Next, members of CALPIRG Students gave a special presentation to A.S. Council summarizing their organization’s accomplishments in the past year. The student-led organization touted its high levels of volunteer participation and said that it educated over 10,000 people through class presentations and informational campaigns.
CALPIRG Students are currently working on an initiative to call upon Governor Gavin Newsom to make California run entirely on 100 percent clean energy by 2030. Additionally, they have been lobbying the UC Regents to pass an open textbooks grant to incentivize faculty usage of open-access resources.
“Students spend an average of $1,000 each year on [textbooks],” CALPIRG Students member Aanvi Jhaveri said regarding the latter initiative. “A lot of people cannot afford these additional costs and they are sacrificing their wellbeing by working multiple jobs and even skipping meals in order to pay for textbooks. That is just not a decision that students should have to make to succeed in their college classes.”
CALPIRG Students said that its lead campaign in the fall will be the “100 Percent Clean Energy by 2030” campaign. The organization is looking into potentially taking on new projects on issues of textbooks, voter registration, plastics and waste in fashion, and homelessness.
Vice President of Campus Affairs Hannah Kreitman said that $100,000 in A.S. budget funding was officially allocated to support summer transitional housing for graduating students. Graduating students who have previously requested basic needs assistance will be contacted to inform them of the availability of the housing program.
Kreitman also announced that the RIMAC gym will be reopening this summer after graduation. The vaccination superstation currently hosted at RIMAC will eventually be moved to Price Center.
Giangtran then updated A.S. Senate on her second meeting with Vice Chancellor for EDI Becky Petitt and Vice Chancellor for Student Affairs Alysson Satterlund regarding an APIMEDA Center. Giangtran said that there seemed to be miscommunication about the location of the proposed center, which led to their rejection of the idea during their first meeting.
“They framed [the earlier conversation] as a disconnect in information and that we may have been on different pages in regards to which physical space we were seeking out [for the APIMEDA Center],” Giangtran said. “I said it was the space above Blue Pepper that we were seeking out and they thought that I meant the center that they had originally looked at above Taco Villa.”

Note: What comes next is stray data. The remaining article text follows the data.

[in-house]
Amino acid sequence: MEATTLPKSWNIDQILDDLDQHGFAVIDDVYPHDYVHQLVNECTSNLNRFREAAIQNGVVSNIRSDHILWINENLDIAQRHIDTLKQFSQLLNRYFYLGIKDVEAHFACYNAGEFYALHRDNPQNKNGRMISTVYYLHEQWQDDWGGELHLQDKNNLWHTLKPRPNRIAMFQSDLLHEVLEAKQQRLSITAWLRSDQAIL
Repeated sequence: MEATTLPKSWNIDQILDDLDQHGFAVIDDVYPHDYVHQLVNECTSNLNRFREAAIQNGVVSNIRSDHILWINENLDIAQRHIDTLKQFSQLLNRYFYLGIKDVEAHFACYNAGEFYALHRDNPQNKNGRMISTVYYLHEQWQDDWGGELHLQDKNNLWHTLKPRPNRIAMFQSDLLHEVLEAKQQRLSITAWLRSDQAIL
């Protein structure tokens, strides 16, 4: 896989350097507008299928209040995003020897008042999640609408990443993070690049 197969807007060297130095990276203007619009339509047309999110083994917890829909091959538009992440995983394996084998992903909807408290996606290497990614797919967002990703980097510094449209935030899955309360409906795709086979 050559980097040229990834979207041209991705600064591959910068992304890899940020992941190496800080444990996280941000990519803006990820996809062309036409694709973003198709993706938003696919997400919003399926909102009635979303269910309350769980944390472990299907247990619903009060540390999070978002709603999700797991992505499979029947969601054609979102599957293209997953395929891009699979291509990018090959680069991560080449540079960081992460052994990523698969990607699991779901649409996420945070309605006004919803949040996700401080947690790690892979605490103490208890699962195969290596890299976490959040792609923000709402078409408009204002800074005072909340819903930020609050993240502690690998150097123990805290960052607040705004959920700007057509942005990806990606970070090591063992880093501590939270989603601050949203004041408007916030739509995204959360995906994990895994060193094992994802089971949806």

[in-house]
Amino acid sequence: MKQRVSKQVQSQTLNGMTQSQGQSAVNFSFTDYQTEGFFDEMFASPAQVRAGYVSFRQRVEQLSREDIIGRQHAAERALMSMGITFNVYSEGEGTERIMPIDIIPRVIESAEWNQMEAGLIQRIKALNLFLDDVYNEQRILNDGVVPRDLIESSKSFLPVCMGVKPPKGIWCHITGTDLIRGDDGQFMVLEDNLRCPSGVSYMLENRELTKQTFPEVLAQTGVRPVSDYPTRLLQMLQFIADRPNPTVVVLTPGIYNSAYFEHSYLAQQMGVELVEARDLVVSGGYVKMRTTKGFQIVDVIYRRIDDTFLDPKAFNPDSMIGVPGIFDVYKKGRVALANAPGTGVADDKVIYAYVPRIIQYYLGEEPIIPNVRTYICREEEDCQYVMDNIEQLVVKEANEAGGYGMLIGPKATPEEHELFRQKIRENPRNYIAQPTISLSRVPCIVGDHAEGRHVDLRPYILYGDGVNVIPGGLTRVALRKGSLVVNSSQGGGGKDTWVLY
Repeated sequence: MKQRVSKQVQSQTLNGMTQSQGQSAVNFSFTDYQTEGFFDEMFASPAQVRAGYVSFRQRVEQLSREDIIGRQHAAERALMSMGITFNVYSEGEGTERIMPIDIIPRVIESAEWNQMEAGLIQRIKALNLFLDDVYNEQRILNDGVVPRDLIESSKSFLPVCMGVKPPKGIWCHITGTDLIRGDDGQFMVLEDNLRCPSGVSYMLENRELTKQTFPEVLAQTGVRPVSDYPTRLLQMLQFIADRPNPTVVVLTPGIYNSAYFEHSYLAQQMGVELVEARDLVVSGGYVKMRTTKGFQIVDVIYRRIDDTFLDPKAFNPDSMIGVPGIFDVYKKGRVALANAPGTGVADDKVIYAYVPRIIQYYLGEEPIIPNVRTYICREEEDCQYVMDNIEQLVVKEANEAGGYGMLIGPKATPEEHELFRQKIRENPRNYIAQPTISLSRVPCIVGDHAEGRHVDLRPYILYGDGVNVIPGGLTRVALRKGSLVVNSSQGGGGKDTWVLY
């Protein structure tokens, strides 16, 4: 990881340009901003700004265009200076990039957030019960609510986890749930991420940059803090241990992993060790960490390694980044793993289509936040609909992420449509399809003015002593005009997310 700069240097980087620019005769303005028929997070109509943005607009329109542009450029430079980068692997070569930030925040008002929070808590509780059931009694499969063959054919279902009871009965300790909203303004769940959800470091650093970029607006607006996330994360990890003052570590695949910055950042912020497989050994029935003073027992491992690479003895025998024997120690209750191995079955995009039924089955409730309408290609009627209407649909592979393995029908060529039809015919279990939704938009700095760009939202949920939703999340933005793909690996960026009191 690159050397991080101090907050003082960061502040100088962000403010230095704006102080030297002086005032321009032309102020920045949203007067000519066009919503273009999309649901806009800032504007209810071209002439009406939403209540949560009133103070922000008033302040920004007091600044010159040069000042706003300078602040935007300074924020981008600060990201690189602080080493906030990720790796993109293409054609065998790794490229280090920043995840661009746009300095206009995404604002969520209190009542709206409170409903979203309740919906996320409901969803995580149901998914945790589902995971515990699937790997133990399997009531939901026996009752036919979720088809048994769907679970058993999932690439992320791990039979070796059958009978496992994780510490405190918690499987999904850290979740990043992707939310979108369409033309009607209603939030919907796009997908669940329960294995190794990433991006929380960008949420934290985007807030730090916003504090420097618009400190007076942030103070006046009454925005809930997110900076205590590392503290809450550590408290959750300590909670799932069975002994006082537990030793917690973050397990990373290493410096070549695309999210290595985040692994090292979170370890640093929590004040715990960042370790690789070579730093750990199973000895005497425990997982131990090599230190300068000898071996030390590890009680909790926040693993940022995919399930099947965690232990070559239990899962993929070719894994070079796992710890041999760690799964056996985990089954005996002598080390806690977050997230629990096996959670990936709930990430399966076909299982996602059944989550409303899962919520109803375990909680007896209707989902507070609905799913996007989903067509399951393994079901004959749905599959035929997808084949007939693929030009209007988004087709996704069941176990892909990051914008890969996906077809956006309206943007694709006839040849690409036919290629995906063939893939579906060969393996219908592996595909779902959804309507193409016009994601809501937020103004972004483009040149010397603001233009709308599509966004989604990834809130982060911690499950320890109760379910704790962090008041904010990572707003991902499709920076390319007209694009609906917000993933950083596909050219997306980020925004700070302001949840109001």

After clarifying, Giangtran said that Petitt and Satterlund offered to continue conversations about building an APIMEDA Center. Giangtran added that she is hopeful that the next A.S. administration and Senate will continue to make an effort to push for the center.
Giangtran then updated A.S. Senate on information she received on Fall 2021 course scheduling. She reiterated that class schedules are subject to change until July 1, meaning that classes still have the option of changing their method of instruction. Courses can only switch from an in-person format to remote but are unable to switch from remote to in-person.
Finally, Giangtran said that the International Students and Programs Office is working to create a list of students who can and can not return to take classes in person.
“[The ISPO] said that the mechanisms are clunky, meaning that they do not have a good solution at the moment,” Giangtran said. “They are working on it and that is the best they can offer, they said.”
Vice President of External Affairs Becca Paskowitz acknowledged the recent May 14 incident in which officers from the San Diego Police Department forcibly beat homeless community member Jesse Evans for alleged public urination. In response, Paskowitz said that her office has compiled resources on how to assist the San Diego houseless community and to take action against police brutality. Furthermore, her office is mobilizing to support AB-988, a proposed piece of state legislation that would create a statewide 988 crisis hotline for those facing mental health emergencies.
Next, Paskowitz said that the Federal Communications Commission is offering a new program to assist families with affordable internet access during the pandemic. The Emergency Broadband Benefit provides discounts to eligible households of up to $50 per month towards broadband service, including households with a college student who has received a Federal Pell Grant.
Paskowitz announced that the leadership of the University of California Student Associated has succeeded in restoring an $800,000 cut to undocumented financial aid and student programs made by the UC Office of the President. Governor Newsom’s recently proposed budget is expected to provide an $957 million increase in funding to the UC, including a restoration of $302 million that had been lost due to the pandemic-related budget cuts.
Finally, Giangtran introduced a motion to again reallocate $125,000 in A.S. funding to support APIMEDA programming, support staff, as well as other expenses related to the establishment of an APIMEDA Center. The item was unanimously approved by A.S. Senate.
Artwork courtesy of Yui Kita for The UCSD Guardian.